Phil R. Bell and Rodolfo A. Coria
Paleoepidemiology (the study of disease and trauma in prehistoric populations) provides insight into the distribution of disease and can have implications for interpreting behavior in extinct organisms. A monospecific bonebed of the giant carcharodontosaurid Mapusaurus (minimum number of individuals = 9) from the Cañaadón del Gato site, Neuquén Province, Argentina (Cenomanian) provides a rare opportunity to investigate disease within a single population of this important apex predator. Visual inspection of 176 skeletal elements belonging to a minimum of nine individuals yielded a small number of abnormalities on a cervical vertebra, two ribs, pedal phalanx, and an ilium. These are attributed to traumatic (two cases), infectious (two cases) and anomalous (one case) conditions in a minimum of one individual. The emerging picture for large theropod (abelisaurids, allosaurids, carcharodontosaurids, tyrannosaurids) populations suggests that 1) osseous abnormalities were relatively rare (7–19% of individuals) but consistently present, and 2) trauma was a leading factor in the frequency of pathological occurrences, evidence of an active, often perilous lifestyle.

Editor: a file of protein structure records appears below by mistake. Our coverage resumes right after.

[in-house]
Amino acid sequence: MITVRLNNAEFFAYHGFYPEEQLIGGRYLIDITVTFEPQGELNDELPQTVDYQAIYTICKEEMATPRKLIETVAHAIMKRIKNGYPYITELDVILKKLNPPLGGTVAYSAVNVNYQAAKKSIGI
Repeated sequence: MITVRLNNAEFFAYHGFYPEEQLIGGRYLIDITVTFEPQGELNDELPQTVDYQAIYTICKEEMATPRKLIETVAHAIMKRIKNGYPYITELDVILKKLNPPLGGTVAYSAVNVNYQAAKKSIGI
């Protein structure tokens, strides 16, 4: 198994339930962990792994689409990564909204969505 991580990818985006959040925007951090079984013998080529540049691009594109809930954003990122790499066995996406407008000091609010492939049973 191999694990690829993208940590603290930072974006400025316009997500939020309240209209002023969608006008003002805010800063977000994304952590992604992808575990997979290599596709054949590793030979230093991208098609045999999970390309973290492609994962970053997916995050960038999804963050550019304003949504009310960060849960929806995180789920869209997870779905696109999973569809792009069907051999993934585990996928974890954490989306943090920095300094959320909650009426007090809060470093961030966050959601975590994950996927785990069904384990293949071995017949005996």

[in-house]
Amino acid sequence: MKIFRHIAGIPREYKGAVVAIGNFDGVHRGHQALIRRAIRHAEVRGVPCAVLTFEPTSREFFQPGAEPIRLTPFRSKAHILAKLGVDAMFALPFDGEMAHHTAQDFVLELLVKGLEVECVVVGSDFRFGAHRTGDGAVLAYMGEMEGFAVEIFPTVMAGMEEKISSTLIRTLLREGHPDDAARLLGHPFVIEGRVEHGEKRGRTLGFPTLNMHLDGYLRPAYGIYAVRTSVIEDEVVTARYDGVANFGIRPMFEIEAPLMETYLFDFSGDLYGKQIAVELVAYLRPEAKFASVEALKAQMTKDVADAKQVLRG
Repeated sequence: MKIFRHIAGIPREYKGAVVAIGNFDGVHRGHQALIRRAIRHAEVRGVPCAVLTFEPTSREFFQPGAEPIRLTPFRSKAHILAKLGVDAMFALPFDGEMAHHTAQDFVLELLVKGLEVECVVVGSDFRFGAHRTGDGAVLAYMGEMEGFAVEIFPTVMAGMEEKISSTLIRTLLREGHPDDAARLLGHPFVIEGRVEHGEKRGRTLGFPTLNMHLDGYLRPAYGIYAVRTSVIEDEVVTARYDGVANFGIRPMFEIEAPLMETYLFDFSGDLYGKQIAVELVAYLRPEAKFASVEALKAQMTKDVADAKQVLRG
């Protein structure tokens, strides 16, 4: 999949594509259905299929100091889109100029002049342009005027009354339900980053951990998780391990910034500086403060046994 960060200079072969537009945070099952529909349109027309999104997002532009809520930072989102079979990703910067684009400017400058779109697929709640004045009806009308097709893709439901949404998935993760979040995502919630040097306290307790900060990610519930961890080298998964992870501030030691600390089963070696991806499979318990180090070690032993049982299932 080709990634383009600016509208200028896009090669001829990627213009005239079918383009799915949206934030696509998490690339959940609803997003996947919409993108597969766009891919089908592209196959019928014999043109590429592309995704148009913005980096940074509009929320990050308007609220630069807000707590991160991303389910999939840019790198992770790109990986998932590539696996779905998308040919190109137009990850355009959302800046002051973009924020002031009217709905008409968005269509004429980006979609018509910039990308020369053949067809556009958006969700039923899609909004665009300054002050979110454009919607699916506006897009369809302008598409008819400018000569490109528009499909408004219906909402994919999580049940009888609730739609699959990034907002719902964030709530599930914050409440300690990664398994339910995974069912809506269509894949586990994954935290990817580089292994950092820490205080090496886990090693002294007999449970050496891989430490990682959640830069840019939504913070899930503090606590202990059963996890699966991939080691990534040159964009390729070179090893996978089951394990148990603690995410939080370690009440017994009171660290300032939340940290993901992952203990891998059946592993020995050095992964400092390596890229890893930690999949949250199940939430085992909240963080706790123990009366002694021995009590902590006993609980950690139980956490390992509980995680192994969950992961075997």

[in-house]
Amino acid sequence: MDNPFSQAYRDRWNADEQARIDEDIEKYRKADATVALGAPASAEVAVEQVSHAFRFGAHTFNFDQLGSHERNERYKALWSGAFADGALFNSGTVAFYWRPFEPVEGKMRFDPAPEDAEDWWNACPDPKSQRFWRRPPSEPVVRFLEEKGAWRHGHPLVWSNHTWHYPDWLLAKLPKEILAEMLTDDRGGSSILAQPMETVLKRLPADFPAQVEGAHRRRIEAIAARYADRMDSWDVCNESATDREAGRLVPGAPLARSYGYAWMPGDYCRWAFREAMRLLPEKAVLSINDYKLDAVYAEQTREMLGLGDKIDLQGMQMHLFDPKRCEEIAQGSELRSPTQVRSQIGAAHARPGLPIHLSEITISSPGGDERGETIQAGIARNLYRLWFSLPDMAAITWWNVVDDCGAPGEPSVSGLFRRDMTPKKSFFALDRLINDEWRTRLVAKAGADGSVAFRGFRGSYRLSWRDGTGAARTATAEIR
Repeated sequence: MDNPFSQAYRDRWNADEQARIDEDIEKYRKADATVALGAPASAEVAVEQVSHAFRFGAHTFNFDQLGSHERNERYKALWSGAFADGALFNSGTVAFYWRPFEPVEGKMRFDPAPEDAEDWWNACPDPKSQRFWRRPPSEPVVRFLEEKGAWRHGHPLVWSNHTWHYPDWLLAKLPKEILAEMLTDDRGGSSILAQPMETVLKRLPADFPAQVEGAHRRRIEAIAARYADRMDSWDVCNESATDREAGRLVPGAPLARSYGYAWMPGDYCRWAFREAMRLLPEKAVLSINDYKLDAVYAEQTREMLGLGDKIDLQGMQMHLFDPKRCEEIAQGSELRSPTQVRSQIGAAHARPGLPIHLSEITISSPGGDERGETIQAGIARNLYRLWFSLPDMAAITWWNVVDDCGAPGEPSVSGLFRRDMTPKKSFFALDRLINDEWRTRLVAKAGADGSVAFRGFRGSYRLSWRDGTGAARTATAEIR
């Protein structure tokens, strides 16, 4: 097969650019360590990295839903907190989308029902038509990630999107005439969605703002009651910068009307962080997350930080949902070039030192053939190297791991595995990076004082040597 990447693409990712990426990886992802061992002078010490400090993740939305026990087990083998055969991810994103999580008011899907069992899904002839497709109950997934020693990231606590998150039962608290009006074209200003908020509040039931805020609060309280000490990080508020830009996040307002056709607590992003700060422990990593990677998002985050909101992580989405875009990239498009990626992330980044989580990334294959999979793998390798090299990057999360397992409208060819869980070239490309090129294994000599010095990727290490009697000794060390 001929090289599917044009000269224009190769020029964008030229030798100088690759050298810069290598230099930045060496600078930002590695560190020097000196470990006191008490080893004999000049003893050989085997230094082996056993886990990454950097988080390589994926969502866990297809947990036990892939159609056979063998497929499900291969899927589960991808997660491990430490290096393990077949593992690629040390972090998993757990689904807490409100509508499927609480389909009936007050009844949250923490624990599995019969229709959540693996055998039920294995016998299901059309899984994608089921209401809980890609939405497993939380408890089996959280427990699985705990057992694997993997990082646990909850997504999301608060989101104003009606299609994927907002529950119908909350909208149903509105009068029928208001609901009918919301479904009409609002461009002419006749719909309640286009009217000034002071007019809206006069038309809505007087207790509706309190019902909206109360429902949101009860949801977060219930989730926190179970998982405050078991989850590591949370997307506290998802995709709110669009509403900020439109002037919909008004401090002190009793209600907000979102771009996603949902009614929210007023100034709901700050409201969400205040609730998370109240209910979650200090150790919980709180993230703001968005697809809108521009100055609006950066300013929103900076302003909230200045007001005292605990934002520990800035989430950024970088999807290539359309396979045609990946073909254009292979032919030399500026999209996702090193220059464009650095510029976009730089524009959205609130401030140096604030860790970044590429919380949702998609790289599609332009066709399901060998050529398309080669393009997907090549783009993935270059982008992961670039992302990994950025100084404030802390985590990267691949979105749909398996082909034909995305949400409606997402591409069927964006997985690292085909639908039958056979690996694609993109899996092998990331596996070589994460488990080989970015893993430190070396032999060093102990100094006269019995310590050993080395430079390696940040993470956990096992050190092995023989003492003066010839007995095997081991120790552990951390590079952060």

Bell, P.R. and Coria R.A. 2013. Palaeopathological Survey of a Population of Mapusaurus (Theropoda: Carcharodontosauridae) from the Late Cretaceous Huincul Formation, Argentina. PLoS ONE 8(5): e63409. doi:10.1371/journal.pone.0063409.